This week, Microsoft revealed that its upcoming Windows Server 2008-based midsized business server solution, code-named Centro, has been given a final name: The product will be sold as Windows Essential Business Server when it hits the market in the second half of 2008.
Windows Essential Business Server is currently in a limited private beta, but will be expanded to a wider public audience in early 2008, Microsoft says. The logistics, however, are somewhat daunting: To install Windows Essential Business Server, you'll need three or four 64-bit servers, depending on the version you purchase: The Standard edition includes a management server with Windows Server 2008 and System Center Essentials, a messaging server with Exchange Server 2007 and Forefront Security for Exchange, and a security server with the next version of Microsoft ISA Server and an Exchange 2007 gateway. The Premium edition includes these servers, as well as a fourth database server with SQL Server 2008.
Eric Watson, a group program manager on the Centro team, told me this week that the product is targeted at the businesses that fall between traditional small businesses and large enterprises. These midmarket businesses typically have 25 to 250 PCs, 50 to 1000 employees, and 1 to 5 IT administrators. It's a market that has been underserved to date by computing infrastructure products and services.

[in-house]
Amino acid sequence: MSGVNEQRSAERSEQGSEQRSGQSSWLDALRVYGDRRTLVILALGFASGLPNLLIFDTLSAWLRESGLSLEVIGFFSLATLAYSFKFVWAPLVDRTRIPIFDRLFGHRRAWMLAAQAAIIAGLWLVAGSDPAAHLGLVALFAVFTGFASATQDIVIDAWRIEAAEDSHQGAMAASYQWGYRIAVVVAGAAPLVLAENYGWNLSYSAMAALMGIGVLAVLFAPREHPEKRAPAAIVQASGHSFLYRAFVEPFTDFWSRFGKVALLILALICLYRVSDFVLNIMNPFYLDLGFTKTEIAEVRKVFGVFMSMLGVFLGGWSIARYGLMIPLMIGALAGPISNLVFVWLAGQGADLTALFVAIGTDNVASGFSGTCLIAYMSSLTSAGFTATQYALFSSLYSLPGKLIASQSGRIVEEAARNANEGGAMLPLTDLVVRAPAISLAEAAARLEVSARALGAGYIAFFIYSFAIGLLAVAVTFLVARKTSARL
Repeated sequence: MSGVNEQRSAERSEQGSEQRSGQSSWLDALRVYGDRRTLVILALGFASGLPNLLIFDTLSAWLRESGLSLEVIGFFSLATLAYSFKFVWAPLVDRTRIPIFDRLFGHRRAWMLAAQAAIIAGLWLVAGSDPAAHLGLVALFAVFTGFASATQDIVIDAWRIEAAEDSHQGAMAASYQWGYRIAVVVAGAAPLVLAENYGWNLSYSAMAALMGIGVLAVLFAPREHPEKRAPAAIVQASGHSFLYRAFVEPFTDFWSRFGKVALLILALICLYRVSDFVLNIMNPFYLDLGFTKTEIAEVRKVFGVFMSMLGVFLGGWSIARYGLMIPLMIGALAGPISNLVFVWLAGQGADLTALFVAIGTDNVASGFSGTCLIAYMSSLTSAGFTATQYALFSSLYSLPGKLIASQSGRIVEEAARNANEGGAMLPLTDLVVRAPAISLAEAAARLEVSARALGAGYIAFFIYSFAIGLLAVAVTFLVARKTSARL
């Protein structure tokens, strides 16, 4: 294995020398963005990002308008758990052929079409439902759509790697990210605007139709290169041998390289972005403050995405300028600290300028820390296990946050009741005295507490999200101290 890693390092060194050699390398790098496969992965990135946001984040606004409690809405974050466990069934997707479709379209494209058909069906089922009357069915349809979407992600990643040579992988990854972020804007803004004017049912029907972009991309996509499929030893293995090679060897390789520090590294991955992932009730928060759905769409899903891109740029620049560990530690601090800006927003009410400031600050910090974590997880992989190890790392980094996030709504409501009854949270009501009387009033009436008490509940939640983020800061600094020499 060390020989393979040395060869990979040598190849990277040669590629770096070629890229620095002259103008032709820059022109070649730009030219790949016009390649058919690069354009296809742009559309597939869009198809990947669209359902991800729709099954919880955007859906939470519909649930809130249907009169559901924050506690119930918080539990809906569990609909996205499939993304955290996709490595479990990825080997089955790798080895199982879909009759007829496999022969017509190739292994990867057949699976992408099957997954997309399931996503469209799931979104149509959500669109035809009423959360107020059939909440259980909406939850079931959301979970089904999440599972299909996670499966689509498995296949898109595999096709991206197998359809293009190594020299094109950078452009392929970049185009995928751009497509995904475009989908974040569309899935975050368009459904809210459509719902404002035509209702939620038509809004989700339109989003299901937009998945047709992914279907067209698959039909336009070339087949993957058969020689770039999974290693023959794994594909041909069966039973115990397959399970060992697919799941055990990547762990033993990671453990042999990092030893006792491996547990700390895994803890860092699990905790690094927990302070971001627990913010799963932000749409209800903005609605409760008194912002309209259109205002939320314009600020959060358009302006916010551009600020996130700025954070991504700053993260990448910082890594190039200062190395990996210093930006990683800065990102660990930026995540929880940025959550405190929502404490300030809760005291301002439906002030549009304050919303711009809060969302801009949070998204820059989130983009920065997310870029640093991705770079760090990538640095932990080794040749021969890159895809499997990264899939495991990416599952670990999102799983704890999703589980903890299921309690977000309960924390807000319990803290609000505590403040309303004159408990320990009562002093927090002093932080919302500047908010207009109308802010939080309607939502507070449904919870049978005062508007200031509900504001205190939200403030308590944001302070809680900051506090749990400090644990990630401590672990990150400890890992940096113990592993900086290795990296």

"IT administrators in mid-sized businesses are overwhelmed today, and overworked," Watson says. "They spend most of their time fighting fires and being reactive. Windows Essential Business Server will help them become proactive and take advantage of new technology."
The key to Windows Essential Business Server is its integrated setup sequence and centralized management console, both of which are designed to overcome the complexity of working with multiple physical servers. The product will be sold as complete solutions from server makers and in a software-only package that administrators can install on their hardware. Companies such as Fujitsu, Intel, HP, and IBM have already signed on to sell unique Windows Essential Business Server-based solutions, and Microsoft says other partners will be announced in the coming months.
Less well known is Cougar, the code name for Microsoft's next version of Windows Small Business Server. Like Windows Essential Business Server, this product is based on Windows Server 2008 and will likely ship within a year.